The International Criminal Court in Africa: Challenges and Opportunities
Makau W. Mutua
SUNY Buffalo Law School
September 1, 2010
Norwegian Peacebuilding Centre NOREF Working Paper, September 2010
Buffalo Legal Studies Research Paper No. 2011 - 003
This policy paper is a comparative analysis of the work of the International Criminal Court in Kenya, Uganda, Sudan, and the Central African Republic, and the policy implications for its work for Norway, States Parties, civil society, and key states. The paper argues that all actors, including Norway, should more seriously engage these African states – and key stakeholders within them – to facilitate the work of the ICC to stem impunity. Without such support, the paper concludes, the ICC’s objectives in Africa will not be realized. Each of the four countries under review here has its own unique internal political questions that drive its posture towards the ICC. Deference should be paid to these internal differences. But that should not trump the interests of justice and peace, and the larger international consensus on how to address the question of impunity. Elites in states with a large democratic deficit should be pressed and supported to respond to barbaric atrocities. The paper recommends that the international community works in concert with the ICC to close the “impunity gap”.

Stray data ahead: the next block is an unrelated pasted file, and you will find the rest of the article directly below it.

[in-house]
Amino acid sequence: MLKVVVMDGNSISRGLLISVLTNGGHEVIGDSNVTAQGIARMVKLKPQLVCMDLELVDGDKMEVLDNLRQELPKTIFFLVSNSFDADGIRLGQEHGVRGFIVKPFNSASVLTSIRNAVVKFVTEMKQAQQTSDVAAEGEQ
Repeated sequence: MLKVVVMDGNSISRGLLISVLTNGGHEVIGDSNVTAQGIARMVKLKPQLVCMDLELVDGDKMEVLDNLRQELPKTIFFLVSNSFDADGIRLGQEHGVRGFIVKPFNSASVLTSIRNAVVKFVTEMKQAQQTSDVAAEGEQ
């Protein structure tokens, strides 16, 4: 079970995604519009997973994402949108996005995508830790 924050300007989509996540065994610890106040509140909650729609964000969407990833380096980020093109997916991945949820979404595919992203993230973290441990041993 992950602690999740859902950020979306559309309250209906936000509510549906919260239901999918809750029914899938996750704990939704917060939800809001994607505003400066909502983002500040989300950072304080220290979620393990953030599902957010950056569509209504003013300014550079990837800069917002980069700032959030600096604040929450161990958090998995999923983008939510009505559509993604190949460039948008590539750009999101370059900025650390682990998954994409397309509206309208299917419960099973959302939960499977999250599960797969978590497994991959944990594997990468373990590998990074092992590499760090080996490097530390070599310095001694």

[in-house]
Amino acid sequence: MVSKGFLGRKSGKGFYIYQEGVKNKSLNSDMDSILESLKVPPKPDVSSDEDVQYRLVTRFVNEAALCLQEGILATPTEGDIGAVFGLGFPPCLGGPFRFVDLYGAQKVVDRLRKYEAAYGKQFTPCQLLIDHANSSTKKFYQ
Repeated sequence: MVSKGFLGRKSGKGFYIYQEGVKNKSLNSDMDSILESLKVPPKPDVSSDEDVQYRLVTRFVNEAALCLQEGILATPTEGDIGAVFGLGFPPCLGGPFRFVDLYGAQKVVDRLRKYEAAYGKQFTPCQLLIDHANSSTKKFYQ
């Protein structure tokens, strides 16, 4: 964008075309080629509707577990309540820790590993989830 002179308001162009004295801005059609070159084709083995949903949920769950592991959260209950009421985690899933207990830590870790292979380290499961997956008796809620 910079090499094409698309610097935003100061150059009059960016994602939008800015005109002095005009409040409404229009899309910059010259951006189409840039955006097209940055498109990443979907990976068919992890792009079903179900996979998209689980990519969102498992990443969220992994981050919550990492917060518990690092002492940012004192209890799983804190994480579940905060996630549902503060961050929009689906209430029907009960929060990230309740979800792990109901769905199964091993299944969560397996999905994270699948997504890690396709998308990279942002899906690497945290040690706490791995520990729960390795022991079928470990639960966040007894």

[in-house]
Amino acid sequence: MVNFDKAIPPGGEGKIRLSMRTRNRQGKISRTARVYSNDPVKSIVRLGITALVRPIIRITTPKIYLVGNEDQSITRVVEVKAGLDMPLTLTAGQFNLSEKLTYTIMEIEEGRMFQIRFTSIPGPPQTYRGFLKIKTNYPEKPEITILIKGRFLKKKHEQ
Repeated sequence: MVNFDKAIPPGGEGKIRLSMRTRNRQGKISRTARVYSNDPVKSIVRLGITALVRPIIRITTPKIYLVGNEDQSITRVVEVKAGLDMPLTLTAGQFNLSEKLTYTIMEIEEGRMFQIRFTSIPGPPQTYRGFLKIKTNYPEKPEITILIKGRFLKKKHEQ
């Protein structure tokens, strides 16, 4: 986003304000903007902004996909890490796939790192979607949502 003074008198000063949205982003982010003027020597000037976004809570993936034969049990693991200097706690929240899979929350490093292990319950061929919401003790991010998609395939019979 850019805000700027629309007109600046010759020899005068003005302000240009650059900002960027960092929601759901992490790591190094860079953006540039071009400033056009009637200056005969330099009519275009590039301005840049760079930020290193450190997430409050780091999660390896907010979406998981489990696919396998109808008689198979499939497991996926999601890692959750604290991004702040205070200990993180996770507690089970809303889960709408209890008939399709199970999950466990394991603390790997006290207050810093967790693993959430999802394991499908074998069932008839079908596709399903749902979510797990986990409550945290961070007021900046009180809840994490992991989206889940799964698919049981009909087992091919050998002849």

Number of Pages in PDF File: 11
Keywords: International Criminal Court, Crimes Against Humanity, Genocide, Sovereignty, African States, Impunity, Stakeholders
Date posted: September 29, 2010
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